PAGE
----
Curls, clouds and code

A blog by Corstian BoermanCorstian Boerman (self portrait)
Corstian Boerman
Corstian Boerman
Reading time: 3 minutes

Solution wide config files with .NET Core

Configuration is difficult, and confusing, and one of the first things to become a difficult thing to deal with once a project really starts to grow. Before you know it you have to store connection strings, api keys for multiple dependencies, logging settings and so on.

Comparing the current situation with how it was back in the days of the .NET Framework, I think it has really improved. Now we have the appsettings.json files in which we can put everything we like, and which we can easily query by injecting the IConfiguration object.

What was not clear to me was how to share a single configuration file with all the individual projects within a solution, and that's exactly what this post is about!

Proper disclaimer: I have no idea whether these are best practices. Personally I'm just looking for a way by which I can keep my configuration maintainable in a larger solution, where most of the projects have somewhat the same configuration. I haven't really worked with secret configurations, and I know that it's been discouraged to store secrets within configuration files, but that's what I've been up to now, and that's probably how I'll be doing it until someone points me to a fairly straightforward way to maintain it all.


First of all I create a json file which I appropriately call commonsettings.json, in the root of the solution, after which I add this file as a solution item for quick and easy access.

Linking the file to the projects

This is probably the most important aspect of this whole post; upon compilation we want to distribute the files to the output directory as being content, but the file itself does not live in the project folder. For this we can alter the .csproj file to include specific content items.

For me these so called linked files are declared in the following way:

    <Content Include="$(SolutionDir)commonsettings.json" CopyToOutputDirectory="PreserveNewest" LinkBase="\" />
    <Content Include="$(SolutionDir)commonsettings.Development.json" CopyToOutputDirectory="PreserveNewest" LinkBase="\" />
    <Content Include="$(SolutionDir)commonsettings.DockerCompose.json" CopyToOutputDirectory="PreserveNewest" LinkBase="\" />

From which we get to including the files.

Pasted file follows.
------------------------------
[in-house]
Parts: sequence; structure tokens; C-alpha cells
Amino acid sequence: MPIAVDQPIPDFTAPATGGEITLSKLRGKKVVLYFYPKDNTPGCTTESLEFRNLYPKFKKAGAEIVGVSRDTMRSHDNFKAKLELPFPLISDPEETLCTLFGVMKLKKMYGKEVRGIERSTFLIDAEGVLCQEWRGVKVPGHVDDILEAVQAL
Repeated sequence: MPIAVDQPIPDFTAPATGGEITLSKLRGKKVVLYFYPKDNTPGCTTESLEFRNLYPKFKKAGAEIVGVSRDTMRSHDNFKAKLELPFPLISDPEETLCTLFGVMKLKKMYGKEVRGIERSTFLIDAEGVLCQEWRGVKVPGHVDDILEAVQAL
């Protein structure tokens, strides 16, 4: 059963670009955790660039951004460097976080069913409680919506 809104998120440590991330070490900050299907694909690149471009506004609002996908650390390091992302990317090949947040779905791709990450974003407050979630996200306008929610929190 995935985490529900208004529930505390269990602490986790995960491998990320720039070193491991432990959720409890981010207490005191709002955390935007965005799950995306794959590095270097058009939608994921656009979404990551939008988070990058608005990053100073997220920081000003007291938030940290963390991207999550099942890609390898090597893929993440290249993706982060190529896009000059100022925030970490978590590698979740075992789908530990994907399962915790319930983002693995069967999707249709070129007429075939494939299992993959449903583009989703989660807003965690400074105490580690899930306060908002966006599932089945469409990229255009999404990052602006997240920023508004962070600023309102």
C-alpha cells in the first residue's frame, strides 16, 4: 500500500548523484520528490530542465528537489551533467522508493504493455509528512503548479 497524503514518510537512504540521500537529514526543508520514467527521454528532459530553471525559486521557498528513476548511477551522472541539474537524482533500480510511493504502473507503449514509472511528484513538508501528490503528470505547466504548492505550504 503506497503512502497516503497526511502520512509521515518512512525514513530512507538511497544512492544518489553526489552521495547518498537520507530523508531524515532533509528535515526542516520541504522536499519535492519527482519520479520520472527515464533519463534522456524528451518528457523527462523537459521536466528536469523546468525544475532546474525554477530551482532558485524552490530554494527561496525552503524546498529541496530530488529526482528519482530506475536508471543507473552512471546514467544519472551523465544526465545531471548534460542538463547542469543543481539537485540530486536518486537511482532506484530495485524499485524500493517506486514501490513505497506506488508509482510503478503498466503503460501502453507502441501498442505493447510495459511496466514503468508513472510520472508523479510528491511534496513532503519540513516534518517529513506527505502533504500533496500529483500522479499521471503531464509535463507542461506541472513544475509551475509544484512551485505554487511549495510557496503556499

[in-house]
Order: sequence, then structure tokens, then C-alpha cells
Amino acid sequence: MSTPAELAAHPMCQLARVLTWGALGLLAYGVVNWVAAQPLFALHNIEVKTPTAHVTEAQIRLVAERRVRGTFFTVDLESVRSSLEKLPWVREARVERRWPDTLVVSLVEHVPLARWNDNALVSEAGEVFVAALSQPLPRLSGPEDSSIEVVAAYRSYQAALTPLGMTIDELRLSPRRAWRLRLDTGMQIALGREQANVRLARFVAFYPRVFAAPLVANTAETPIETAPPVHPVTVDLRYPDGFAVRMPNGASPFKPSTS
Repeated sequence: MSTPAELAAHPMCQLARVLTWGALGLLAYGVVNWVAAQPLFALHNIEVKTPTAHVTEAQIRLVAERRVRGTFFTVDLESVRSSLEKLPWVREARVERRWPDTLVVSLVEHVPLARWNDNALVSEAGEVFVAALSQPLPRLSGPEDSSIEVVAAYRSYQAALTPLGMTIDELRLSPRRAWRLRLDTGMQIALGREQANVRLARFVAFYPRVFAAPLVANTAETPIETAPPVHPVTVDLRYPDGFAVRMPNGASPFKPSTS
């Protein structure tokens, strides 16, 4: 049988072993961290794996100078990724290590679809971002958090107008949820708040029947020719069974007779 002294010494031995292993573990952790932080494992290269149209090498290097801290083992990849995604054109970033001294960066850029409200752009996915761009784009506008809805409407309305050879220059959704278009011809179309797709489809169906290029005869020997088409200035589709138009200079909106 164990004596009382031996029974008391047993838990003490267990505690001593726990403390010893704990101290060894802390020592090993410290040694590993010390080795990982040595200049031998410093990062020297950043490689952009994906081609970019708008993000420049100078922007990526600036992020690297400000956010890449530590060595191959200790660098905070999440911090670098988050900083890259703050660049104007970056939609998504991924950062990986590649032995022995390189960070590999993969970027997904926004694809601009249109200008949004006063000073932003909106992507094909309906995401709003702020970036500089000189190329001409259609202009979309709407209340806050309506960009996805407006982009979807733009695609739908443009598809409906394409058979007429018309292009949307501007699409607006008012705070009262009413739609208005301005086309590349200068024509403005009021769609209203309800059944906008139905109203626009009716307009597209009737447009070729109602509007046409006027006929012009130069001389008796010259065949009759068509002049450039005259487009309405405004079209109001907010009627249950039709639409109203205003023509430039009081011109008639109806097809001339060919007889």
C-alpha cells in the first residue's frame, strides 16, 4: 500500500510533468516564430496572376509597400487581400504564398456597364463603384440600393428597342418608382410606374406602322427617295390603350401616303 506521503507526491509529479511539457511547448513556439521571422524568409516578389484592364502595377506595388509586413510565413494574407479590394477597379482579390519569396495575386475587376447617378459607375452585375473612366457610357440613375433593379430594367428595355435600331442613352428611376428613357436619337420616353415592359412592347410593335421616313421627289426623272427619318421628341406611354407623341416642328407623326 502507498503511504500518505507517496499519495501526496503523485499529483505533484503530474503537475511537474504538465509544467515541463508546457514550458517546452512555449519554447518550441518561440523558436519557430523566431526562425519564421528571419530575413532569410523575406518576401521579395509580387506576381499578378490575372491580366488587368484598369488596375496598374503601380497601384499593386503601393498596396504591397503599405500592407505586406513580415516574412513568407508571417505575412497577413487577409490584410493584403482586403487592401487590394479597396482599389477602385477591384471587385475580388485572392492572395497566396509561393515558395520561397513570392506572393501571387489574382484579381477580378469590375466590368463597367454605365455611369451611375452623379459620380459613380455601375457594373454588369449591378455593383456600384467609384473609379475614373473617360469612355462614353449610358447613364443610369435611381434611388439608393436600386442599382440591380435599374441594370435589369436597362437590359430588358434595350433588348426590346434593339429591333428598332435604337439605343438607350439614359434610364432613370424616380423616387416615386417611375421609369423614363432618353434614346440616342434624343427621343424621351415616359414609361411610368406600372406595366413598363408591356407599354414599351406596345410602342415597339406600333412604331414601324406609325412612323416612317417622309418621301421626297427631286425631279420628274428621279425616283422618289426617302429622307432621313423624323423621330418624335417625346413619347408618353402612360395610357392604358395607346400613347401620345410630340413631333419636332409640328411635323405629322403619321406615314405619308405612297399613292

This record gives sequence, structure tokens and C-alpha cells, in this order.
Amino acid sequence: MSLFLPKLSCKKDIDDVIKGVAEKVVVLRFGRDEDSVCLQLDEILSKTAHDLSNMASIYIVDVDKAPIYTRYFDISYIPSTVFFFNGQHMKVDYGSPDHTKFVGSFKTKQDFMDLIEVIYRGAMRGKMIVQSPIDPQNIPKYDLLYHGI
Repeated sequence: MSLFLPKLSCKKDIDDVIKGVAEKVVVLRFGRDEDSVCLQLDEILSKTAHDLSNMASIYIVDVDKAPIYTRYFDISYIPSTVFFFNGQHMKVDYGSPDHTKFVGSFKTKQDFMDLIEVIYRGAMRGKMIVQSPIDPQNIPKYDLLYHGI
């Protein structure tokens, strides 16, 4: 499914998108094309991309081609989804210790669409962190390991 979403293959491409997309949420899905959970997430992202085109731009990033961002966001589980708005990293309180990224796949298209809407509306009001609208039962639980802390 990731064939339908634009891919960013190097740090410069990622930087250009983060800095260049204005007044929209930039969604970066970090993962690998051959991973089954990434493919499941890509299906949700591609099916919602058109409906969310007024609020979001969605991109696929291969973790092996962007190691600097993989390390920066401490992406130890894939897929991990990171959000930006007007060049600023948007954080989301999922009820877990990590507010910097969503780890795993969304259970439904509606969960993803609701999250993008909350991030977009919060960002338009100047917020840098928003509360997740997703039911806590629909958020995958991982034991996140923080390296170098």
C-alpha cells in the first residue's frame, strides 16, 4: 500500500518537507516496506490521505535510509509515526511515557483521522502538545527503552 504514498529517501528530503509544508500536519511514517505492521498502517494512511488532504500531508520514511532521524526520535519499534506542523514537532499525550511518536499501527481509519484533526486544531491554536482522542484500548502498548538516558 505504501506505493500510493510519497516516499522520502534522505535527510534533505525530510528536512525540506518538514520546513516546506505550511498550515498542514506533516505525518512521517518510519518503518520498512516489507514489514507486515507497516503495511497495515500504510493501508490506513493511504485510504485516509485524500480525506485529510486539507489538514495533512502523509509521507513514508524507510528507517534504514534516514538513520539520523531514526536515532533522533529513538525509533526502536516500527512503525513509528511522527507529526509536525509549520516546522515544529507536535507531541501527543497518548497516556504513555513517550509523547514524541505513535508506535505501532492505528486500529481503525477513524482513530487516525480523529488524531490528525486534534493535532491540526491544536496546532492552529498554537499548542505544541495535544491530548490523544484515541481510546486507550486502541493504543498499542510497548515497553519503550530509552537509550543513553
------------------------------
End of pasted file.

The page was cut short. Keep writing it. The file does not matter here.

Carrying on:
Registering the files with the configuration container

We can directly use the generic host builder to register these custom configuration files as follows:

public static IHostBuilder CreateHostBuilder(string[] args) =>
        .ConfigureAppConfiguration((hostingContext, config) =>
                .AddJsonFile("commonsettings.json", optional: true)
                .AddJsonFile($"commonsettings.{hostingContext.HostingEnvironment.EnvironmentName}.json", optional: true);

One fairly important tidbit is to specify base path where these config files can be found. If not done, your files will not be found.

For usability's sake we add two variants. One file with is commonsettings.json, and one which is the commonsettings.{environment}.json variant. This last one can be used to apply a different configuration dependent on the environment. As such I personally like to run two different configuration files. One for development (local debug), and one for running my solution with docker-compose, as it requires different connection strings to find the required services. The docker compose configuration is one which could be deployed to production, if it weren't for the fact that I apply production secrets via environment variables, and don't run all production services via docker-compose.

It's not like the configuration itself became any less complex, it's more like the configuration files do not need to be copied in between projects anymore ๐Ÿ˜Ž.

Selecting the correct environment via environment variables

One very interesting and unexpected thing I ran against was the way an environment is selected, and how this differs whether you're running an .net Core application, or you're running an Core application. The difference is in the environment variable you'd have to set:

For Core: Set the ASPNETCORE_ENVIRONMENT variable to the environment you'd wish to use.

For .NET Core apps: Set the DOTNET_ENVIRONMENT variable to the environment you'd wish to use.

Hey there, I hope you enjoyed this post of mine. If you did, consider sharing this with that one friend who'd also appreciate this. Comments are gone for the time being, but if you feel like discussing something more in-depth, send me a message on Twitter, or just email me.

- Corstian